• Add the salt, egg yolks and 2 cups flour and mix together to form a shaggy dough. Turn the mixture out onto a floured surface and knead, adding a little more flour if needed, until the dough is soft and smooth.
  • Divide the dough into portions the size of the palm of your hand. On a floured surface, roll each into a rope about 1/2-inch thick. Cut into 1-inch lengths. Roll each wad of dough firmly over a gnocchi board or the concave side of a fork. Arrange the gnocchi on a floured baking sheet as you go.
  • Bring a large stockpot of  salted water to a boil. Drop the gnocchi, in batches, into the water and boil until they bob to the surface, about 3 minutes. Scoop out the cooked gnocchi into a colander set over a bowl to drain. Scoop 1/4 cup of the cooking water and reserve.
  • To serve, stir a about a tablespoon of reserved cooking water into the pesto sauce until it’s smooth. Toss the gnocchi gently with the sauce in a serving bowl, and top with grated Parmesan.

To make the pesto:

  • Put the walnuts in a food processor and pulse until finely chopped. Add the parsley, cheese, olive oil, salt and garlic. 
  • Process until the pesto is smooth.

Karen’s Notes and Tips

Freezing potato gnocchi:
  • To be sure you always have a late-night gnocchi stash on hand, make a batch of gnocchi and freeze them. Arrange them one layer on a tray and place in the freezer.
  • When they’re frozen solid, transfer the gnocchi to zippered bags. Keep frozen up to 2 months before cooking.


Calories: 694kcal | Carbohydrates: 93g | Protein: 19g | Fat: 29g | Saturated Fat: 5g | Sodium: 882mg | Potassium: 1201mg | Fiber: 6g | Sugar: 2g | Vitamin A: 1781IU | Vitamin C: 38mg | Calcium: 183mg | Iron: 7mg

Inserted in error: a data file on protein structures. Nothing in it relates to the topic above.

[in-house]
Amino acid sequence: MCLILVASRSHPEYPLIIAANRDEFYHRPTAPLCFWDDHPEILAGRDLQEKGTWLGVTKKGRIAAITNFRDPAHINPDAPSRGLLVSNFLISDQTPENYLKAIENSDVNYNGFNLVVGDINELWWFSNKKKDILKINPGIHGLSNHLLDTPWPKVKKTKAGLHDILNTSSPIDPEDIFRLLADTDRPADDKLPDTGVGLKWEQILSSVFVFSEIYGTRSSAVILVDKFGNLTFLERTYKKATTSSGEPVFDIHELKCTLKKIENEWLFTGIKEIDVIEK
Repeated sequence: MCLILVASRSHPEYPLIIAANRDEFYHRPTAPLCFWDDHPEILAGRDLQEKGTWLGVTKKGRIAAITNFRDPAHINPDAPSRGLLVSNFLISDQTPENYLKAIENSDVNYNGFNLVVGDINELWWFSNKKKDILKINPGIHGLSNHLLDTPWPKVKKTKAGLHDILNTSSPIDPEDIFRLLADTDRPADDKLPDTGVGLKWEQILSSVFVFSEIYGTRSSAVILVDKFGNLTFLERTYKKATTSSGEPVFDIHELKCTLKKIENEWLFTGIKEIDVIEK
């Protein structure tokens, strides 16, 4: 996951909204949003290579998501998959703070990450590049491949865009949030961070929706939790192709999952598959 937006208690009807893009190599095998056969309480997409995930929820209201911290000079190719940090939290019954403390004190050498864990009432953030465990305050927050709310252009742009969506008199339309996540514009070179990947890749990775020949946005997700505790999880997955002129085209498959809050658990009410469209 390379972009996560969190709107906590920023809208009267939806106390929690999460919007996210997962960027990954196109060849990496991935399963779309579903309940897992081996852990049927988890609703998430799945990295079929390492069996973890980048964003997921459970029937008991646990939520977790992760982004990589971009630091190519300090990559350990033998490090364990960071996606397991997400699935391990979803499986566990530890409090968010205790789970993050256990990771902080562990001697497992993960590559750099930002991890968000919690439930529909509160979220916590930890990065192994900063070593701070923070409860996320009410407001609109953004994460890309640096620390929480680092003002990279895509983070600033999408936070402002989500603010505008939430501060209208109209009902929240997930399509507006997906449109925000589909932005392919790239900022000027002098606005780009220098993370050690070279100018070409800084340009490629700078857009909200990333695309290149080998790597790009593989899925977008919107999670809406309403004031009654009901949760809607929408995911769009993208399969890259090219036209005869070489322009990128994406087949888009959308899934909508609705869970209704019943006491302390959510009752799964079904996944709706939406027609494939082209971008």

Nutrition facts are calculated by third-party software. If you have specific dietary needs, please refer to your favorite calculator.

Did you make this recipe? Search @Familystylefood or tag #familystylefood on Pinterest

Hey, I’m Karen

Creator of Familystyle Food

I’m a food obsessed super-taster and professionally trained cook ALL about creating elevated dinners with everyday ingredients. Find simplified recipes made from scratch and enjoy incredibly tasty food! Read more about me here.

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  1. Annette Weed says:

    The recipe calls for 4 cups flour. However it says add 2 cups to the mixture. The other 2 cups are used til the desired consistency?

    1. Annette – The recipe calls for 2 cups flour total, but you can use a little bit more as needed if the dough seems too soft and sticky.

  2. 5 stars
    These are excellent!! My new homemade gnocchi recipe💕

  3. Do you know if it’s possible to bake homemade gnocchi?

    1. Yes! Pre-boil for about 3 minutes (until they float to the surface), drain and bake as you like.

  4. Janice DeThomas says:

    5 stars
    This recipe sounds so delicious and easy. I can’t wait to make them. YUM!

  5. 5 stars
    This looks so good! Let’s make some!

  6. If there is something that I don’t get enough of those are gnocchi. Thank you so much Karen for sharing your variation!

  7. Oh, well those look just scrumptious. I keep promising myself to try my hand at gnocchi again (there was a failed attempt a million years ago); maybe your recipe will get me to, er, pull the trigger.

  8. I am so sad that we are now home and not making gnocchi together this weekend. Should I order the paddle from Amazon?

  9. You are always an inspirations, Karen. These gnocchi look great!
    I’ve tried making some out of butternut squash, but the “dough” is always too wet, so I end up adding a lot of flour.

    Hope you had a good holiday. That’s wonderful that you get to spend so much time with family.

  10. Ronnie (https://aroundthetable.typepad.com) says:

    The gnocchi looks perfect and the family fun is to be admired. Congrats on maintaining your food and family traditions

  11. Those gnocci look so yummy. I’ve never made them from scratch, but I bet they are wonderful. Sounds like you and your family had a wonderful time together over the holidays. What better way to spend time together than in the kitchen! Hope we get to meet at a great cook-off in 2008!

  12. Bellini Valli says:

    The first time I ever had gnocchi I was a teenager at an Italian restaurant in Wasaga Beach. This past fall the entire old town burnt down…not that it was really a town but with arcades and amusements. A piece of history gone I suppose, but, I will always remember the gnocchi!!

  13. Susan from Food Blogga says:

    I love everything about making gnocchi from mixing the dough, to forming the pasta, to eating and eating and eating more of them. Did I mention I love eating them? 😉 Yours look perfect, Karen.